Researchers successfully attained embryonic stem cells from the embryos of mice in 1981, which led to the discovery of this process in human beings in 1998 (National Institutes of Health, 2001). Embryonic stem cells are derived from an in vitro embryo between five days and seven weeks. Regenerative medicine can benefit greatly from the characteristics of embryonic stem cells. This process enables damaged organs and tissues to heal themselves with the help of implanted stem cells matching the organ (Hunziker, 2010, p. 1). There are two traits
Additionally, embryonic stem cells have allowed drug testing to be made safer. It allows scientists to test the drugs on cells that are better representations of human cells than the previous test subjects, which were animals. Embryonic stem cells also allow scientists to study human development within the embryonic stage, and cellular reactions to disease. This means that because these cells are actual human cells, they will react to disease and disorders in the same fashion as the cells within human people. By looking at this reaction and development, researchers gain a clearer understanding of what these disorders are, how they affect human development, and possible treatments, cures, or preventative measures. Another point of progress for
A brief introduction to stem cells; Stem cells are cells that are undifferentiated, or, simply put, a cell that has not yet been given a job, such as cells that create molecules. In recent years, scientists have discovered the potency that stem cells contain, due to their versatility. For example, stem cells could be studied and used to cure a man of liver disease, a child’s handicap, a woman’s breast cancer, etc…, etc…. One may now be asking themselves? “That’s great… then why are so many people against stem cell research? What could possibly be the drawback? “. You see, stem cells are acquired by human embryos, or, in Layman’s Terms, unborn fetuses. Take for
Stem cells are of high interest due to the fact that, unlike other types of cells, they are able to multiply into a variety of different specialized cell types (Panno, 2010, p. xiv). When a stem cell divides, that newly created stem cell can either remain as is, or it can develop into a specific type of cell with a particular function (“Stem Cell Basics,” 2002). Stem cells can also regenerate indefinitely, and will continue to divide even in a laboratory environment, without sacrificing their distinctive characteristics (Bellomo, 2006, p. 7). These unique features have proven to be quite valuable, and the prospect of curing serious diseases through stem cell manipulation is predicted to be on the horizon (Panno, 2010, p. xv).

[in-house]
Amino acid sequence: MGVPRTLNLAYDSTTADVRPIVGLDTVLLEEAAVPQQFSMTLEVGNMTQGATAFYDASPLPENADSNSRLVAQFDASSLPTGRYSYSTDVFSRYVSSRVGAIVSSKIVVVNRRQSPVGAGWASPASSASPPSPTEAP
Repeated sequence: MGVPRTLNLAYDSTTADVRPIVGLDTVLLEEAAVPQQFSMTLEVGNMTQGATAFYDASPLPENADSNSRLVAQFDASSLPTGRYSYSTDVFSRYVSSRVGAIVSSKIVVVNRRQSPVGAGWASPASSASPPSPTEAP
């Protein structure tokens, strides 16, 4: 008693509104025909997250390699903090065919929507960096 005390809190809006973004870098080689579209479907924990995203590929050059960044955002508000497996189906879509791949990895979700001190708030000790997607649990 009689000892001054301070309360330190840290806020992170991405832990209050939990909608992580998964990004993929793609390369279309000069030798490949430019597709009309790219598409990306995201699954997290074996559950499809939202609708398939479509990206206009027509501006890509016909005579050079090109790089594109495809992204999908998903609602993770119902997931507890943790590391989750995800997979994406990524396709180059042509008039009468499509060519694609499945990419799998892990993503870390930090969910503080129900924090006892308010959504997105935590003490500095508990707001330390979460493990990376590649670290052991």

The studying of stem cells is a very controversial issue that has been around since 1998 when the research of the use of embryonic stem cell treatment began. The main issues surrounding the discussion of treating people with life-altering disabilities through the use of these pluripotent cells is the ethicality of the matter and whether or not it is a savage act against a fetus. Many who oppose the use of these stem cells derived from excess embryos use the formerly stated opinion to support their argument, while those who are pro research argue that the destroying of one life could save another. The core complications that arise in studying stem cells lies in many Christian-like ethics and morals, otherwise called Christian bioethics. These are rooted in the modern day controversies arising due to advancements made in biology and medicine, mixed with religious views that argue against it. The conflicting interests of the polar opposites which are scientists and those with religious views have caused many complications along the way to discovering new treatments and cures for diseased cells. This bumpy road which has refrained scientists from making tremendous breakthroughs must smooth itself out, and the only way possible is through coming to an agreement that certain stem cell research should be practiced, such as the IPSC and adult stem cells, and others like the